ByKit Simpson Browne, writer at
Writer-at-large. Bad jokes aplenty. Can be gently prodded on Twitter at @kitsb1
Kit Simpson Browne

Now, say what you will about how Star Wars Episode I: The Phantom Menace turned out – and we sure do all seem to have strong opinions on that one way or the other – but in the lead up to its release, it gave off the distinct impression of being the most eagerly anticipated movie of all time. Fans lined up for days to see it first, merchandise – including Jar Jars – sold by the bucket-load, and over-excitement reigned supreme.

That raging sense of infectious enthusiasm didn't, however, extend to absolutely everyone. Y'see, as it turns out, George Lucas didn't actually want to direct Episode I at all. The reason he ultimately did?

A Whole Lot of Legendary Directors Turned Down the Chance to Direct 'Episode I'

Lucas, it seems, had hoped to persuade one of his friends to direct the prequels for him – which, as Ron Howard himself recently revealed to the Happy Sad Confused podcast, meant approaching some of the most acclaimed directors in Hollywood. The only problem? They said no. As Howard put it:

"[Lucas] didn't necessarily want to direct [the prequels]. He told me that he had talked to [Robert] Zemeckis, he talked to me, he talked to Steven Spielberg, and I was the third one he spoke to, and we all said the same thing: 'George, you should just do it.' Nobody wanted to follow that act, I don't think, at that point. That was an honor, but it would have been just too daunting."

Which... actually makes sense, from both sides.

For Lucas, Spielberg, Howard and Zemeckis would have all been logical choices (he'd worked closely with Spielberg and Howard before – on the Indiana Jones movies and Willow, respectively – and Zemeckis was very much the go-to guy for pioneering special effects work at that point) – and would have all done a solid job of directing a big-budget sci-fi movie.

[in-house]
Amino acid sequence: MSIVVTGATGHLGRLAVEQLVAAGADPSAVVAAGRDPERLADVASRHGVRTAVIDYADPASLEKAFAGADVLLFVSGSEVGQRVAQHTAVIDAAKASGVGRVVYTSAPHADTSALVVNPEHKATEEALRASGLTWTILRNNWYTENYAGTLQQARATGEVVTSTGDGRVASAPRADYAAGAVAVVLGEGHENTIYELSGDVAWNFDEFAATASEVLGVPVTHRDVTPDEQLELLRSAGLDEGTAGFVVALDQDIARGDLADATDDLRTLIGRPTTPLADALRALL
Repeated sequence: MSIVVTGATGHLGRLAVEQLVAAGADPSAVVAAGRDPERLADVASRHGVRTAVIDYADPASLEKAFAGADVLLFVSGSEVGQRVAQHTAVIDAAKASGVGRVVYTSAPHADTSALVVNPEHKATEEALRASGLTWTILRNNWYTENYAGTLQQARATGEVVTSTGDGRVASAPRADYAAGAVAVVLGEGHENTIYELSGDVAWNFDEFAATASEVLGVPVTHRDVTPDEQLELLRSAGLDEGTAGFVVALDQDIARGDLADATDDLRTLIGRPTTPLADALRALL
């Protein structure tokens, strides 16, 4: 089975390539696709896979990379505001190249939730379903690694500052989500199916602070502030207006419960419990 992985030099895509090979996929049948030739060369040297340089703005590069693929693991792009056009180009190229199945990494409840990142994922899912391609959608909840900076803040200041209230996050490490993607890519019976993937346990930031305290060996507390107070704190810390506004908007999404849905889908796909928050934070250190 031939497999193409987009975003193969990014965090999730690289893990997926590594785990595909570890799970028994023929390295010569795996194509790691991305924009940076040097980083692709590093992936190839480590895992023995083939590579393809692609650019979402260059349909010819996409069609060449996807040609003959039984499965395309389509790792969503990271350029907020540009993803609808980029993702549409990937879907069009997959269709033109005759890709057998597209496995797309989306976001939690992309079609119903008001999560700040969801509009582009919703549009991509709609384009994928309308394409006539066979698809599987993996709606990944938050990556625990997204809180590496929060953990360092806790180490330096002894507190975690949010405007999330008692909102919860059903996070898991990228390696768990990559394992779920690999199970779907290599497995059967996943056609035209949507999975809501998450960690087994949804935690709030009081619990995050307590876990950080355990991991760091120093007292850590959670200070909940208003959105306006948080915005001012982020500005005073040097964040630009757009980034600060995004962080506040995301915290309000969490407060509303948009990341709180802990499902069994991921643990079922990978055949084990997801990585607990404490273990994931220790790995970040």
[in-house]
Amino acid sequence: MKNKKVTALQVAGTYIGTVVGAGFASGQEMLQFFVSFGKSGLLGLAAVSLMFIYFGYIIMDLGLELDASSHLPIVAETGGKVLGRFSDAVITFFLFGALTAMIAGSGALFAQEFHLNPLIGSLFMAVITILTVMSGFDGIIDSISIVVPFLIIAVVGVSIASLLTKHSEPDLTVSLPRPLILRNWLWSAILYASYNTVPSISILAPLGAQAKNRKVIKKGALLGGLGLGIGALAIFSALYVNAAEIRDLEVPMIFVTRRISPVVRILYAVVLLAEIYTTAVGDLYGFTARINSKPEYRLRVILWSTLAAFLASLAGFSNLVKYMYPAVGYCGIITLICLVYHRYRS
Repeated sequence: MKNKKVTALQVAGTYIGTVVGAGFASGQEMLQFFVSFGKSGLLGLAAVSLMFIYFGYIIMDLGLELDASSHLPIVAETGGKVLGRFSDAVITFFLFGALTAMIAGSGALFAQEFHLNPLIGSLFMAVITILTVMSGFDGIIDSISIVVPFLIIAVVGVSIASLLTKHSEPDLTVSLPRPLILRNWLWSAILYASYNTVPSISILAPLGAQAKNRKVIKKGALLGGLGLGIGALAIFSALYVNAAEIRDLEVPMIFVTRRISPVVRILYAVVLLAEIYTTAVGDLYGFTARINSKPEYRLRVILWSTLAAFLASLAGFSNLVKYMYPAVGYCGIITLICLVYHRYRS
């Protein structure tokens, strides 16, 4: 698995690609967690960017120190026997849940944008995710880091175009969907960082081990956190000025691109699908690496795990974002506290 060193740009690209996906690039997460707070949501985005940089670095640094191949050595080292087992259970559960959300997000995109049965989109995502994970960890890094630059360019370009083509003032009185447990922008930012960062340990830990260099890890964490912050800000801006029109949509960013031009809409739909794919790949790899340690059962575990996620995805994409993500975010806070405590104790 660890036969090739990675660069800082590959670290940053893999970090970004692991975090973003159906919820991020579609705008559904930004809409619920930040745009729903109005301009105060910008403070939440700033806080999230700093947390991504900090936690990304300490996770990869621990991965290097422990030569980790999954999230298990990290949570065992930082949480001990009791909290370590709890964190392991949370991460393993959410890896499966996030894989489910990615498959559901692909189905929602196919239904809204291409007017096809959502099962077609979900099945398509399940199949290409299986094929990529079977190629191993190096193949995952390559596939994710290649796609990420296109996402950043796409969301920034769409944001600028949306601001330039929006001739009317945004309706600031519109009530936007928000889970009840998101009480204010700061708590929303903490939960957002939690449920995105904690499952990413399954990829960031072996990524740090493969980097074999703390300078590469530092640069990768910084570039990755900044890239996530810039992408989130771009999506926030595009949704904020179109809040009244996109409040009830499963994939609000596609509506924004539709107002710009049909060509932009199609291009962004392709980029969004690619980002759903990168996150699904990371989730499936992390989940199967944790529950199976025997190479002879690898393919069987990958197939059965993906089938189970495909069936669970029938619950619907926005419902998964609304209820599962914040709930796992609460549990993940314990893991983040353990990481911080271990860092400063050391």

For the directors, though, turning the job down would have made sense for multiple reasons. For one thing, they'd have inevitably been forced to play second fiddle to Lucas's vision for the movies, while being set up to receive the majority of the blame should something have gone wrong. With the films being so widely loved, it's perhaps not too surprising that the benefits of taking on the role – the challenge, the financial compensation – were outweighed by the risks – humiliation, fan hatred, working tension with a friend.

Would Things Have Been Different if One of Them Had Directed 'Episode I,' Though?

Well, perhaps – there's certainly the chance that a more experienced director than Lucas would have altered some of the elements of The Phantom Menace that fans have long struggled with – from the balancing of comic-relief to the casting of certain small children as the future Darth Vader, with everything Gungan in between. That being said, a whole lot of the movie will likely have been set in stone by that point – meaning many of the changes would likely have been cosmetic.

It may have been a better movie – and it may have been a worse one – but it's unlikely that it would have been the drastically different approach to the saga that many fans have long been calling for.

For that, we're just going to have to wait until December 18, and The Force Awakens – keeping our fingers crossed all the while...

What do you think, though?

via GeekTyrant


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